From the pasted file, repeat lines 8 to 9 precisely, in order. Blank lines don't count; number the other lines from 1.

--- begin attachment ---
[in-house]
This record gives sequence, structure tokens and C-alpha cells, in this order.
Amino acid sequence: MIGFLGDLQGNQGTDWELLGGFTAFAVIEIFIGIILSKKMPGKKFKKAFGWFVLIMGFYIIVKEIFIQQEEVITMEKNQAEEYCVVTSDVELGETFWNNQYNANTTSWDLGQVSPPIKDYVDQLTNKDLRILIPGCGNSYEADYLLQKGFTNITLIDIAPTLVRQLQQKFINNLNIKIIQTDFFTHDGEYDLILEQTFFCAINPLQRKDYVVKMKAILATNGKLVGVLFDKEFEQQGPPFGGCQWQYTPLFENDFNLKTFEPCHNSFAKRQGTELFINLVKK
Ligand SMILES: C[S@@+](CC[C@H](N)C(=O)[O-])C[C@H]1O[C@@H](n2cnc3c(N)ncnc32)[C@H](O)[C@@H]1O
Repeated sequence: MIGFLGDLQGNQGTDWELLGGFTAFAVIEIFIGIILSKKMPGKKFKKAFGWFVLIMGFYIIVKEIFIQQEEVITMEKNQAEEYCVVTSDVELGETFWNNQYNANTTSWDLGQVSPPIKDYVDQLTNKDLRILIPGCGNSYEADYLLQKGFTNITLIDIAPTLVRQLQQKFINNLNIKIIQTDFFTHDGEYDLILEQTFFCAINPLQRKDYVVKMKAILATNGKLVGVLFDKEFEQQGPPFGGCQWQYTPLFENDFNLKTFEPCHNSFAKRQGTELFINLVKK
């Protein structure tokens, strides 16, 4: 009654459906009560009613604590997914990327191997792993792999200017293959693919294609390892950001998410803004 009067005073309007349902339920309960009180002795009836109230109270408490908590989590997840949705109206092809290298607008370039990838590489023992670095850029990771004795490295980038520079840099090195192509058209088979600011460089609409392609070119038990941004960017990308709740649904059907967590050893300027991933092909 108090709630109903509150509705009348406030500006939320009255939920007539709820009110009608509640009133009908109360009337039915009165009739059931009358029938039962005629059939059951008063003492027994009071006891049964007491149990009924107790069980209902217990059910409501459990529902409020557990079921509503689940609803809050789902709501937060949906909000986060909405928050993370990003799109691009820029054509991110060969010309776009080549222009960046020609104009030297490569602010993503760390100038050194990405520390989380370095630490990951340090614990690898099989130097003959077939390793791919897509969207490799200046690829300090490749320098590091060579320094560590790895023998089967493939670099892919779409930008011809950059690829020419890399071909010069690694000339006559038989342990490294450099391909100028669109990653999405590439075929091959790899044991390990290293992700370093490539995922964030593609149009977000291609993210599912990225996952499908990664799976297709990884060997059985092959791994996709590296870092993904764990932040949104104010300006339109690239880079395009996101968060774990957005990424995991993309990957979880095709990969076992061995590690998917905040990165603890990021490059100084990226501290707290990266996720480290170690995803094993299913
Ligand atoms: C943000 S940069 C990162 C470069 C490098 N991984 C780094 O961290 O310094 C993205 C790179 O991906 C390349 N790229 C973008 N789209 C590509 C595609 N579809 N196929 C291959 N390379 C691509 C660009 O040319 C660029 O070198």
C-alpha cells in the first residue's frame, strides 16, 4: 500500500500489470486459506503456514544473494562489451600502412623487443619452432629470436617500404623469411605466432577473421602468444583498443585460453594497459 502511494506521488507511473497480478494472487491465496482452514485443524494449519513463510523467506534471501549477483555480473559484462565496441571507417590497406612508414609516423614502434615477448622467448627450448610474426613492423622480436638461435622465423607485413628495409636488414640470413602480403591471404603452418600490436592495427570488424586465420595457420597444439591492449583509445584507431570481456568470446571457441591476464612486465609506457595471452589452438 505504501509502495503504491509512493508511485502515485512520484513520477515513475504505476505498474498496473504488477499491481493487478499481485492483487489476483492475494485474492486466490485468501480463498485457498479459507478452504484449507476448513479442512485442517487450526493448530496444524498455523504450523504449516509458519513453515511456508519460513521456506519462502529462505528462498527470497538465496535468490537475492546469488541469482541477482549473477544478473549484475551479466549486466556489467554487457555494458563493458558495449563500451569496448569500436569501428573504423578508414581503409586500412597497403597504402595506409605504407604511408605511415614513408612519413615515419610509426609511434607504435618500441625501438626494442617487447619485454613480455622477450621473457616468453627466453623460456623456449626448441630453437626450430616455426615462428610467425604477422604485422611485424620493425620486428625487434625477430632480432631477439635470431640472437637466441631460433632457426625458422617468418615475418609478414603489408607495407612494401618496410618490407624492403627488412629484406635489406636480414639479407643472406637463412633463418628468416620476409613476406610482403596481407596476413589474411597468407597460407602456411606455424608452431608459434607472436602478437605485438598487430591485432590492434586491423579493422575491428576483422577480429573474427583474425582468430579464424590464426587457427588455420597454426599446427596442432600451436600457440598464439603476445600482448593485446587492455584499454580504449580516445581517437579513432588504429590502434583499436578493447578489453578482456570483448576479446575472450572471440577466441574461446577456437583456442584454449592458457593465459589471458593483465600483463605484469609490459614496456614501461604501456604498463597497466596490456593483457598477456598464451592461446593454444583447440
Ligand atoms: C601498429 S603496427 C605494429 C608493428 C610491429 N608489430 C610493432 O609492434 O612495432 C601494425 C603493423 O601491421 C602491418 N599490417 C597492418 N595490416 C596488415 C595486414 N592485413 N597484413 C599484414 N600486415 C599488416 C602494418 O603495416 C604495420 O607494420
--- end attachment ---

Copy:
C-alpha cells in the first residue's frame, strides 16, 4: 500500500500489470486459506503456514544473494562489451600502412623487443619452432629470436617500404623469411605466432577473421602468444583498443585460453594497459 502511494506521488507511473497480478494472487491465496482452514485443524494449519513463510523467506534471501549477483555480473559484462565496441571507417590497406612508414609516423614502434615477448622467448627450448610474426613492423622480436638461435622465423607485413628495409636488414640470413602480403591471404603452418600490436592495427570488424586465420595457420597444439591492449583509445584507431570481456568470446571457441591476464612486465609506457595471452589452438 505504501509502495503504491509512493508511485502515485512520484513520477515513475504505476505498474498496473504488477499491481493487478499481485492483487489476483492475494485474492486466490485468501480463498485457498479459507478452504484449507476448513479442512485442517487450526493448530496444524498455523504450523504449516509458519513453515511456508519460513521456506519462502529462505528462498527470497538465496535468490537475492546469488541469482541477482549473477544478473549484475551479466549486466556489467554487457555494458563493458558495449563500451569496448569500436569501428573504423578508414581503409586500412597497403597504402595506409605504407604511408605511415614513408612519413615515419610509426609511434607504435618500441625501438626494442617487447619485454613480455622477450621473457616468453627466453623460456623456449626448441630453437626450430616455426615462428610467425604477422604485422611485424620493425620486428625487434625477430632480432631477439635470431640472437637466441631460433632457426625458422617468418615475418609478414603489408607495407612494401618496410618490407624492403627488412629484406635489406636480414639479407643472406637463412633463418628468416620476409613476406610482403596481407596476413589474411597468407597460407602456411606455424608452431608459434607472436602478437605485438598487430591485432590492434586491423579493422575491428576483422577480429573474427583474425582468430579464424590464426587457427588455420597454426599446427596442432600451436600457440598464439603476445600482448593485446587492455584499454580504449580516445581517437579513432588504429590502434583499436578493447578489453578482456570483448576479446575472450572471440577466441574461446577456437583456442584454449592458457593465459589471458593483465600483463605484469609490459614496456614501461604501456604498463597497466596490456593483457598477456598464451592461446593454444583447440
Ligand atoms: C601498429 S603496427 C605494429 C608493428 C610491429 N608489430 C610493432 O609492434 O612495432 C601494425 C603493423 O601491421 C602491418 N599490417 C597492418 N595490416 C596488415 C595486414 N592485413 N597484413 C599484414 N600486415 C599488416 C602494418 O603495416 C604495420 O607494420